Good. Seek all you can.
The City of Houston is preparing to ask Congress for $2 billion more to help residents whose homes were damaged by Hurricane Harvey — a request likely to coincide with lawmakers’ consideration of aid to victims of hurricanes Florence and Michael, which devastated sections of North Carolina and Florida.
The city is basing its request on a new study that departs from the traditional method of calculating need. The difference boils down to who gets counted.
The U.S. Department of Housing and Urban Development looks at recipients of individual assistance from the Federal Emergency Management Agency to determine how much additional aid is needed. Houston’s study includes many more people affected by Harvey’s flooding, whether or not they applied for aid from FEMA.
“We’re chronically undercounting the most vulnerable populations,” said Tom McCasland, director of the Houston Housing and Community Development Department. “That’s why it’s important not to start with FEMA.”
Houston based its analysis on flood modeling that uses data points such as drone imagery of the storm and flooding. The city’s Housing and Community Development Department now has maps of every lot and building in the city with blue shading representing areas that were likely submerged.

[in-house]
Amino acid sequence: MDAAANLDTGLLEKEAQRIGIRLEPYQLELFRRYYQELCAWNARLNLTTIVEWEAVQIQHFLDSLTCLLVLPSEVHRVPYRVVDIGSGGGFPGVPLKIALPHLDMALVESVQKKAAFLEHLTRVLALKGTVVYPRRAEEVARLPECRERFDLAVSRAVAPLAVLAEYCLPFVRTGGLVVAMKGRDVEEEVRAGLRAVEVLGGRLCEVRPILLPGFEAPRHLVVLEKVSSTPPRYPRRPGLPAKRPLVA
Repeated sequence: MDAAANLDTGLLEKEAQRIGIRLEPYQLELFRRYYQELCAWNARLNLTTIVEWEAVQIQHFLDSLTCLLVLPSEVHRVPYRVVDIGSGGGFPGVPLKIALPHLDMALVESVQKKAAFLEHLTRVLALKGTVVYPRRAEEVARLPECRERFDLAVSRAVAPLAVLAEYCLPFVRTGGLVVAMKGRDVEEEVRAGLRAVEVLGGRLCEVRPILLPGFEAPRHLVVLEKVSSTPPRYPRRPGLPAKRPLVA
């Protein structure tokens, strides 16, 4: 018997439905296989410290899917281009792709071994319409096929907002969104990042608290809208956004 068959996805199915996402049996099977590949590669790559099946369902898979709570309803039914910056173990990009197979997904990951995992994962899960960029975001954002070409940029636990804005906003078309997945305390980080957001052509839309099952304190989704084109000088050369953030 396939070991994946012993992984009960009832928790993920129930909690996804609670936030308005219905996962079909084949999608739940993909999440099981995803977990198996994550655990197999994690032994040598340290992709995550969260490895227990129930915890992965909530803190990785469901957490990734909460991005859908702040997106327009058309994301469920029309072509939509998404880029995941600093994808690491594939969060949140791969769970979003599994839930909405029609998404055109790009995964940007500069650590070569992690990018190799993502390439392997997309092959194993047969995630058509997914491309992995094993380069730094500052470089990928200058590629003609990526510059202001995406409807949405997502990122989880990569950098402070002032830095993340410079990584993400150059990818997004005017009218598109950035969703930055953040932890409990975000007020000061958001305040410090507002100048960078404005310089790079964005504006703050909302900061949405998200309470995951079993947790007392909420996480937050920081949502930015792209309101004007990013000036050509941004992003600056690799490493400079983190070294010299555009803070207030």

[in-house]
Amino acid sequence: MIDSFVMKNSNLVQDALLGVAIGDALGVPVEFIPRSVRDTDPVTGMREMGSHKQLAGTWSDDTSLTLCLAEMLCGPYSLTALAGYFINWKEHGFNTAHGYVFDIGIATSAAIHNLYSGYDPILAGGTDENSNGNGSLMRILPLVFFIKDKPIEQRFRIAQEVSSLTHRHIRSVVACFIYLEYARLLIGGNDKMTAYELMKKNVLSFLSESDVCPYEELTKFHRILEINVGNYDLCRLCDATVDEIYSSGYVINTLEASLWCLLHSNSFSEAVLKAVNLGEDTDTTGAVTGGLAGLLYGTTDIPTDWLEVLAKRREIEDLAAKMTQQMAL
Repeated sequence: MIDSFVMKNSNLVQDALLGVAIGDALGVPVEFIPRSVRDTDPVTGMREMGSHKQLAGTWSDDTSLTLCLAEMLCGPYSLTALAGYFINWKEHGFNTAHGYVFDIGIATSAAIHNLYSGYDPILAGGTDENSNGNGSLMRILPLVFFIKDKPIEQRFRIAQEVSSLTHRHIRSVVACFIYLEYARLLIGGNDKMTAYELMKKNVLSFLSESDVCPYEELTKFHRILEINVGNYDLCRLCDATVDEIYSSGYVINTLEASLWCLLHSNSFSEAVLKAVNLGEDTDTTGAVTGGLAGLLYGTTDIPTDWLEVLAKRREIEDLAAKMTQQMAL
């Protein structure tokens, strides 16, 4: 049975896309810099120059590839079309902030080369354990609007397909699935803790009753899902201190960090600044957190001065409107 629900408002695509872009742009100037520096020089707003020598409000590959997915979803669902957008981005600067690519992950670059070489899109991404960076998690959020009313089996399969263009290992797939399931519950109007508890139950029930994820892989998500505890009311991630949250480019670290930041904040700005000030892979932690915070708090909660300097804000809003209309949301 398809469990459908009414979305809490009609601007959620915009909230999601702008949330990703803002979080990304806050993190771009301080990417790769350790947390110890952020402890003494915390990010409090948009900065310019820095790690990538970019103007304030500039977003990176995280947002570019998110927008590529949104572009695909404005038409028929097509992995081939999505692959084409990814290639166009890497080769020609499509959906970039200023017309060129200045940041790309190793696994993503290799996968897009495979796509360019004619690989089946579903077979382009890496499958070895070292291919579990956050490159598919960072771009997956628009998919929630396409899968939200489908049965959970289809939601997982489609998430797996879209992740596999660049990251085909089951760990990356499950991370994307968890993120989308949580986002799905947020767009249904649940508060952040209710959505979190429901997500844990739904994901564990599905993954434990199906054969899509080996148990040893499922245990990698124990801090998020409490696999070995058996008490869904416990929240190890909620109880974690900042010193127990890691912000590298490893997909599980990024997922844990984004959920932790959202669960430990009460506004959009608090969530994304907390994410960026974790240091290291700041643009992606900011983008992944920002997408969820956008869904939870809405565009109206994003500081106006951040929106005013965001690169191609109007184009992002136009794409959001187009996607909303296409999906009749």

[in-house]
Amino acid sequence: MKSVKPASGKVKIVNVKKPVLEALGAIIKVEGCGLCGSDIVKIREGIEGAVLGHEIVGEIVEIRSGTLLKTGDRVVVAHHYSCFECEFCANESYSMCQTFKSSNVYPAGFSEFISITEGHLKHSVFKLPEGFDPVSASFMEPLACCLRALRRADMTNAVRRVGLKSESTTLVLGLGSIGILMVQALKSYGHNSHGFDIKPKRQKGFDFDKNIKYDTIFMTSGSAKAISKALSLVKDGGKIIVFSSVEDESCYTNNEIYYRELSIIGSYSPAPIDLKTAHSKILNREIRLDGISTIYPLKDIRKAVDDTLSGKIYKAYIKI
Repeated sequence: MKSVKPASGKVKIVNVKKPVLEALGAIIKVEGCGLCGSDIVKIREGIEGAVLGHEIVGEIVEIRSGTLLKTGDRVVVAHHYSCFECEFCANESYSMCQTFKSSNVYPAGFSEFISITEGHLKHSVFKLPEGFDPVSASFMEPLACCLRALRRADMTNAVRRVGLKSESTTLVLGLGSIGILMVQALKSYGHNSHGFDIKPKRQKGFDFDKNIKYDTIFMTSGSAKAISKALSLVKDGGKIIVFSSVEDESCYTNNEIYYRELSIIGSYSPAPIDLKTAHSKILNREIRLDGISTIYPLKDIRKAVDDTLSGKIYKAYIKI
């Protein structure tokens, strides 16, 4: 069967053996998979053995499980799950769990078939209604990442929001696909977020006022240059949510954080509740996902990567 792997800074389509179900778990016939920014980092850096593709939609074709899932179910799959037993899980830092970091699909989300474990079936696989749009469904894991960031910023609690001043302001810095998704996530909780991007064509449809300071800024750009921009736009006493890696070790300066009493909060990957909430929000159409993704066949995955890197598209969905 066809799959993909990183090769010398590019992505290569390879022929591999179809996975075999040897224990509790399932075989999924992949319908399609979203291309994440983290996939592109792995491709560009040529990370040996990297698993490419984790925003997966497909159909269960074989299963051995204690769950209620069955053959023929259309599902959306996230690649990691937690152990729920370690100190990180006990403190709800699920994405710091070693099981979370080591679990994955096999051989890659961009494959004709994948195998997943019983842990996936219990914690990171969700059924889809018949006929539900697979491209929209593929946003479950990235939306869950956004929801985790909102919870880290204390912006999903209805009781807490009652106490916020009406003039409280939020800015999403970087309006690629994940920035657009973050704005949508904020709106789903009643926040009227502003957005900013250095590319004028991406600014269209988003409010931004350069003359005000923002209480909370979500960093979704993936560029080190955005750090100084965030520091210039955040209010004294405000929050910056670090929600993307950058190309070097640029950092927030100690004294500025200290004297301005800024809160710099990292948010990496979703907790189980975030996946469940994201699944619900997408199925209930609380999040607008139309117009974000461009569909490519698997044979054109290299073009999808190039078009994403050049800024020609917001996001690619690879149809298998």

Houston’s analysis also considered factors such as the building’s size and the lot’s surface permeability to calculate the likely damage caused to the home and its contents.
The conclusion: Harvey inflicted $16 billion of residential damage on the city, $3.1 billion of which the city believes meets HUD’s criteria for unmet need. That’s about $2 billion more than the amount HUD is already sending for unmet housing needs in Houston.
HUD may or may not buy the city’s calculations, but there’s no harm in trying. As McCasland says in the piece, the data the city will generate from putting the request together will be beneficial in itself.